FIFTH INFANTRY CAPTAIN’S EPAULETS AND KEPI

$3,250.00

Quantity Available: 1

Item Code: 1179-354

Shipping: Determined by Method & Location of buyer

To Order:
Call 717-334-0347,
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This set belonged to an unidentified officer in a 5th Infantry regiment judging from the officer’s embroidered hunting horn insignia on the front of the cap with a “5” in the loop of the horn, and the 5th Infantry embroidered circlets with deep blue ground on the epaulets. The epaulets are the regulation 1851 pattern, replaced in 1872, having solid brass crescents bordered on the outer edge by a roll of gilt dead-and-bright embroidery, gold bullion fringe, and ribbed bullion straps imitating the dead and bright bullion of the borders of the strap and crescent and the bullion fringe. There is a little rubbing at the middle of both straps showing where the rank insignia was once pinned in place. This is now missing, but the ¼” width of the fringe indicates the officer was a Captain. The circlets are firmly held in place by pins, as is correct.

The cap is a low-crowned officer’s cap with inset crown, making it a kepi rather than forage cap, rising to about 2 ½ inches on the center front. The brim is flat with a bound edge. The chinstrap is about 3/8” wide, secured at either side by a small Eagle-I button and adjusting by a standing loop fixed friction buckle. The interior has a thin, red Morocco sweatband of good height, about 1 ¾” tall, and black silk lining with open drawstring top that shows the embossed “Bent & Bush / BOSTON” address on the black leatherette stiffener of the crown.

The cap shows excellent color and very good fabric, with no moth damage, tight seams, with the visor and chinstrap firmly in place, with just the inside showing use. The sweatband is largely in place, but shows stains and chipping to the lower edge on the wearer’s left and the back, where it has pulled away from the stitching. The black silk lining is fully intact and in place, with no holes, but shows rubbing and some staining. The underside of the top shows some wear as well, with one small chip to the black finish and a small bit of abrasion on the right of the “t” and the ampersand in the top line of the logo and the upper portion of the “OS” in the lower line. The embroidered hunting horn insignia is very good, about 2 ¼” wide and 1 1/2” tall, the appropriate size for a kepi, with no moth damage, nice color to the deep blue ground, gilt finish on the bullion and jaceron wire border and silver on the embroidered “5.”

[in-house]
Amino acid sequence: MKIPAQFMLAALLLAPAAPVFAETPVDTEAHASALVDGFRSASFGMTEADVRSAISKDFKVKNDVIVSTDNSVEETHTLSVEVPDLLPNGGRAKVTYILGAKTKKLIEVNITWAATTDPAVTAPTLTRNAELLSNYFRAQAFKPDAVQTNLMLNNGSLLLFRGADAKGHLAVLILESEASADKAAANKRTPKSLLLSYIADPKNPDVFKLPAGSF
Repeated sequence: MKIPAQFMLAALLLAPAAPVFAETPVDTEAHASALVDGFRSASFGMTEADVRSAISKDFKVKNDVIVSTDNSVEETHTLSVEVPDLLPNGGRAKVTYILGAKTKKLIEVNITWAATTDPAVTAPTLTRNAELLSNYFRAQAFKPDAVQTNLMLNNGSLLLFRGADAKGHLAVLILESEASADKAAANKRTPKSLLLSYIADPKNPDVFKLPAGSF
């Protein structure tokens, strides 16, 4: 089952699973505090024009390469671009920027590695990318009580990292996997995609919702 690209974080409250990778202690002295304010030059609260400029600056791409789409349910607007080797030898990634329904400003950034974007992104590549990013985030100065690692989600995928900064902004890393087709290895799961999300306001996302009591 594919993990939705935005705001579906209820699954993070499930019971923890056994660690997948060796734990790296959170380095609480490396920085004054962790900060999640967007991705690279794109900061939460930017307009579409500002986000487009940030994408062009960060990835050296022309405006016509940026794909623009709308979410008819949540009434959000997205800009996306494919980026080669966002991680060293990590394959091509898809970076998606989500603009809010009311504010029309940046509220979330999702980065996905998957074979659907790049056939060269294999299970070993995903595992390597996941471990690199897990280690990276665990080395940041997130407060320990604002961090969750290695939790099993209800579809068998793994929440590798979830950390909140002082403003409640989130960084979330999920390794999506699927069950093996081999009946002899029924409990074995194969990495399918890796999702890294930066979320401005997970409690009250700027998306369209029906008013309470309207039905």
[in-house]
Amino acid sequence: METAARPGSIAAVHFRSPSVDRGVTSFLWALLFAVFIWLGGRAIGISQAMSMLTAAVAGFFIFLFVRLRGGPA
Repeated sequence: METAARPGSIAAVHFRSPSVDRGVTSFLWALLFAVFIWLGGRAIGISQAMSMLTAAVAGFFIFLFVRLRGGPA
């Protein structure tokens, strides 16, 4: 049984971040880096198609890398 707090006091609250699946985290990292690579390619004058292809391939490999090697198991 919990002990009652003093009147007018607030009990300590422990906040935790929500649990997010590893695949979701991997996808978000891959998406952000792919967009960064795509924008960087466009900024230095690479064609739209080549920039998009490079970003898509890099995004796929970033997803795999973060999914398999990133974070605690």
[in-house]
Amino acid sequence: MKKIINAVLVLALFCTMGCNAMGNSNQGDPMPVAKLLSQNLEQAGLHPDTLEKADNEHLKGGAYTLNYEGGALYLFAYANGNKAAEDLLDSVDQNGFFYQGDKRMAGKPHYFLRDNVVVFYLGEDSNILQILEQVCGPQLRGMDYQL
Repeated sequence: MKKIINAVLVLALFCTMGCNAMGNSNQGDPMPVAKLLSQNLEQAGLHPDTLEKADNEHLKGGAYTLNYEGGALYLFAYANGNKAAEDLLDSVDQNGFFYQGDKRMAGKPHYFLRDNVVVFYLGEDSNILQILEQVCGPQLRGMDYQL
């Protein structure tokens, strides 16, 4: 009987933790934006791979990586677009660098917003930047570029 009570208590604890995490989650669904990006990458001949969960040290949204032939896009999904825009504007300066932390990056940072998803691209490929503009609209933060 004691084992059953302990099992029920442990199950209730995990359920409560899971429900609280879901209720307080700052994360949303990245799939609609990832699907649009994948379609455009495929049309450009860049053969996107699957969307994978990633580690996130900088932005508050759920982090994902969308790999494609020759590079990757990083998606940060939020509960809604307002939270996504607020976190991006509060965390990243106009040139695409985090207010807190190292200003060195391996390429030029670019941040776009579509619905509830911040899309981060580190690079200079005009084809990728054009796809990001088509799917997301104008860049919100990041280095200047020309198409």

The epaulets have bright gilt on the jaceron wire and the fringe with the heavy bullion straps slightly subdued and the brass crescents showing patinaed brass where the gilt finish has been rubbed, but not the contrast is not strong. The embroidered borders and numerals of the circlets show oxidation toward gray: the borders tended to be silver, however, and the just the numerals gold. One shows some rubbing to the blue velvet ground and a 1 1/2” piece panel of the red leather bottom lining of the strap missing, as is the outer jaceron wire border on the top side of the strap portion, but the red silk lining of the shoulder is still in place. On the other epaulet the outer jaceron wire border of the strap on one side has sprung and stretched, but is still there and might be neatened or trimmed and tacked back in place. The blue ground of the circlet shows good color and no rubbing. The red leather and silk on the underside are very good.

Both epaulets were fastened by flat spring hooks that passed through loops on the shoulder opening and closing at the end of the strap by a stud on top in the form of a small eagle button. The missing leather panel on the underside of the one epaulet has exposed a crown and wreath maker’s stamp indicating these were imported, which is not unusual. The other one likely has the same mark concealed. Interestingly both straps are marked “left” on the underside, which indicates the officer had two sets or it simply did not matter much in the fitting. These may have been acquired at Bent & Bush as well, or from them: the company advertised widely- literally from Maine to Kansas in the Civil War (we show a December 1862 ad from a Kansas paper,) and perhaps even further afield. Though known largely for their headgear, they dealt in a variety of military goods as “importers, manufacturers, and dealers,” advertising not only caps, but swords, sashes, epaulets, etc. Composed initially of Charles Bent and Francis Bush, who advertised the company dated back to 1823 in Lowell, Mass., the company moved to Boston about 1849 when they took over an existing hat business. The firm did private business in the civilian and military market, but also had government military contracts during and after the Civil War, supplying the army and the marine corps, and continued under the same name well into the twentieth century, only dissolving in 1933.

This set displays very nicely and was once at the Texas Civil War Museum.  [SR][ph:L]

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